Canon has announced its latest superzoom camera, the PowerShot SX70 HS. Compared to the SX60 that came before it, the SX70 has the same lens but offers a higher resolution EVF, 4K video capture and support for Canon's new CR3 Raw format.
Cosina has announced its eighth lens designed specifically for Sony's E-mount system. The Voigtlander 21mm F3.5 lens is due out October 2018.
Sony has taken the wraps off of its new 24mm F1.4 GM full-frame lens, which the company claims is the lightest in its class. Despite its fast aperture, the 24mm F1.4 is remarkably light, weighing just 445 grams (15.7 ounces). The lens will set you back $1400 when it ships next month.
In this episode of DPReview TV we take a look at Sony's brand new 24mm F1.4 GM lens, a desirable focal length for many photographers. How does it perform? Chris and Jordan give us their first impressions.
We've had a little time to shoot with Sony's new wide/fast prime, both close to home and on the water in San Francisco. Check out our initial sample images.
Fujifilm released a firmware upgrade for its X-T3 mirrorless camera that addresses issues with distortion compensation and the mechanical lock on SD cards.
The app's algorithms have been trained using using 200 million cropping data points from real photographers.
Thanks to a software update, the Loupedeck+ editing console can now be used for video editing.
British photographic engineer MTF Services is claiming the world’s first third-party lens adapters for the new Nikon Z system with a collection of four units designed to allow cinema lenses to be mounted on the mirrorless full frame bodies.
Think Tank Photo has updated its line of heavy-duty rain covers and introduced a new, compact version for emergency situations.
The X-T3 is our first opportunity to analyze what's likely to be Fujifilm's next generation image sensor. Take a look at how it performs next to the competition in our studio test scene.
Canon's new normal is seriously sharp wide open. After shooting with it for a few days, we've prepared a gallery of real-world sample images.
Nikon will cease offering Brazil-based customer service and technical support, though the company stresses that it will still offer technical assistance and warranty repairs for valid warranties.
Two years ago, CatLABS of JP announced a plan to save Packfilm from the dead. Now, it's announced it's giving up its efforts to better focus its resources elsewhere.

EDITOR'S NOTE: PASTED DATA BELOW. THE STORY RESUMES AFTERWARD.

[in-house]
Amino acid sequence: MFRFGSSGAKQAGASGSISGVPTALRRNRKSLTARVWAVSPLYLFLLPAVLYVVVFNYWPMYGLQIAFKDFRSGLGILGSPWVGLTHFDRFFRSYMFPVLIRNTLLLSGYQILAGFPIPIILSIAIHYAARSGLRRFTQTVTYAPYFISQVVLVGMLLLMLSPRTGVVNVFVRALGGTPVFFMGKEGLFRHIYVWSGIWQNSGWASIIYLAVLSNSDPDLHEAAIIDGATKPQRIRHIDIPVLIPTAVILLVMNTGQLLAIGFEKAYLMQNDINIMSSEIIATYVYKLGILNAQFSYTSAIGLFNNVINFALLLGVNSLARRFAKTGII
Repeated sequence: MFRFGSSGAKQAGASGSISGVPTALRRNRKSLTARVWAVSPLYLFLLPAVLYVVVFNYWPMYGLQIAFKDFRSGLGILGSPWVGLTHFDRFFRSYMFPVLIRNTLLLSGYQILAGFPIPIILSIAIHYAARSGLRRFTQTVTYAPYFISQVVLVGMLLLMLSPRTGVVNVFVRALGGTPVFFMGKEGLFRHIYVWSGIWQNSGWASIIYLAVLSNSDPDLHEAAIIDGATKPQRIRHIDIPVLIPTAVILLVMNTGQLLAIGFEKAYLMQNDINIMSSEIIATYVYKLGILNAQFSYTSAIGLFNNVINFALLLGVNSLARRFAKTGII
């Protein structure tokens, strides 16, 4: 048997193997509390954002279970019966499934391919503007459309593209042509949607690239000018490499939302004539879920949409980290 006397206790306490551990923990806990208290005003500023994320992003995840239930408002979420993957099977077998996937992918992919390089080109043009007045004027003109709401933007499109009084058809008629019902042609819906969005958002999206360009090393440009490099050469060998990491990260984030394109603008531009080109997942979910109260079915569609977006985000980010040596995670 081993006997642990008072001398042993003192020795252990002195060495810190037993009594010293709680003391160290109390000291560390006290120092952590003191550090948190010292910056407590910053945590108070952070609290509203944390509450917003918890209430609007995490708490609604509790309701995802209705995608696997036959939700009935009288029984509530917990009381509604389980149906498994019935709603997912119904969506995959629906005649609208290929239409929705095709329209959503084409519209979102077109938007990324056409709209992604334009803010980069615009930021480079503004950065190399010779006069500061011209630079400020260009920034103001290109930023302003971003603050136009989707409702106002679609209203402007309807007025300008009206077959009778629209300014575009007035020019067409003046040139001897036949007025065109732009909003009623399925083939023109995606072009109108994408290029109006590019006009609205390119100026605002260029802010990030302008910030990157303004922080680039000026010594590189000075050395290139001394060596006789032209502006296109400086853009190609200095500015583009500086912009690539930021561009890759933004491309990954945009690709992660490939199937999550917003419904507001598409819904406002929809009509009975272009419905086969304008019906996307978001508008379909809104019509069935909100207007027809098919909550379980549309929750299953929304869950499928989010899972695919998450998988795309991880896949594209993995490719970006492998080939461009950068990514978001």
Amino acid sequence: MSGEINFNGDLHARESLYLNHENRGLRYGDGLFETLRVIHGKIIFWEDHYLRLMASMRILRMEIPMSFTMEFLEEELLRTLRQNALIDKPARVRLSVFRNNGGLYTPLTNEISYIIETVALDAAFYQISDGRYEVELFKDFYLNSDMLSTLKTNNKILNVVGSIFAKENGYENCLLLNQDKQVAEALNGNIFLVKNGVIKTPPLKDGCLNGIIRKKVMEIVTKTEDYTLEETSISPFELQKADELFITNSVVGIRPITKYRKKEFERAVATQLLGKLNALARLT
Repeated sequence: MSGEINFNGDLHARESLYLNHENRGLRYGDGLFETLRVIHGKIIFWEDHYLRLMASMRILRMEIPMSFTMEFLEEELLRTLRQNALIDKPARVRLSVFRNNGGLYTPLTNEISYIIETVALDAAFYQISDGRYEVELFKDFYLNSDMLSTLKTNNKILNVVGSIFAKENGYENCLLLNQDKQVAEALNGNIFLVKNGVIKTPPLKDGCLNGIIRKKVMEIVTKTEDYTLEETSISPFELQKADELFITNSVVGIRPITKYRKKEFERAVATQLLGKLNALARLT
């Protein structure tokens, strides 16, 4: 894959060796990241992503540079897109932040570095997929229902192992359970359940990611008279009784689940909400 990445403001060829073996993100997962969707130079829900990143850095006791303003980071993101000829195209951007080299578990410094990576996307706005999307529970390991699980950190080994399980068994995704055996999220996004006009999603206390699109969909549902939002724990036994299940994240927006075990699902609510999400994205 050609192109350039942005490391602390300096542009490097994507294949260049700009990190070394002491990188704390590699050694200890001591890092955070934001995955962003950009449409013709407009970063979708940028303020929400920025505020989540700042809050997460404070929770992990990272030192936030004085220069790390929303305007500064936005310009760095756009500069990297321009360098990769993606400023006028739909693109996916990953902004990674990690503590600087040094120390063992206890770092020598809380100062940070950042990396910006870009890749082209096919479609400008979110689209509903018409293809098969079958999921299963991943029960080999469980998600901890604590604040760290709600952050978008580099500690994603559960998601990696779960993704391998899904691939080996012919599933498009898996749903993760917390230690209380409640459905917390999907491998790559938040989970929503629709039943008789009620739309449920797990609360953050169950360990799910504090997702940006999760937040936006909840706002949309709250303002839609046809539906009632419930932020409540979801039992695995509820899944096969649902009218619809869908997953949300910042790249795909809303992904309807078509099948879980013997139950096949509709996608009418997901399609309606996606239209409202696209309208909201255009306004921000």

The GoPro Fusion is designed to make it easy to capture 360-degree video and stills. We took it out recently on a typically hot Seattle summer day to see what it can do.
We've got our hands on a full-production Nikon Z7 camera and have updated our gallery with additional samples.
A new Kickstarter campaign seeks funding for Chroma Chrono, a programmable RGB camera flash that emits multiple colors during long exposures.
Think Tank Photo has launched a new lineup of six dual-access, water-resistant protective lens cases it calls Lens Case Duo.
Canon and Nikon finally entered the full-frame mirrorless market this summer with the brand-new RF and Z mounts. Now that we've had some time with the cameras, we wanted to revisit our earlier predictions and take stock.
The devices' camera specs look pretty much identical to last year's iPhone X but under the hood a number of important improvements have been made.
Blackmagic Design has announced the public beta of its new Blackmagic RAW video codec. The company says the new format combines the benefits of shooting Raw video with the ease of use and smaller file sizes usually associated with non-Raw video files.
Serif, the company behind the Affinity suite, has announced the latest update for its mobile Photoshop competitor Affinity Photo for iPad.
The Atomos Ninja V external video recorder and monitor will be ready to ship at the end of this month. The 5.2in Ninja V is designed to provide a smaller option, while still offering many of the features of the larger 7-inch models.
Having shot with the camera, spoken to Canon and read the tea leaves, here's what DPR Technical Editor Richard Butler thinks the EOS R tells us about Canon and the RF's mount's future.
After last week's teaser, lighting manufacturer Profoto has announced its 'small big' new product. The B10 is designed to be used as studio flash head but in a very small body, and has a powerful continuous light source for videographers as well.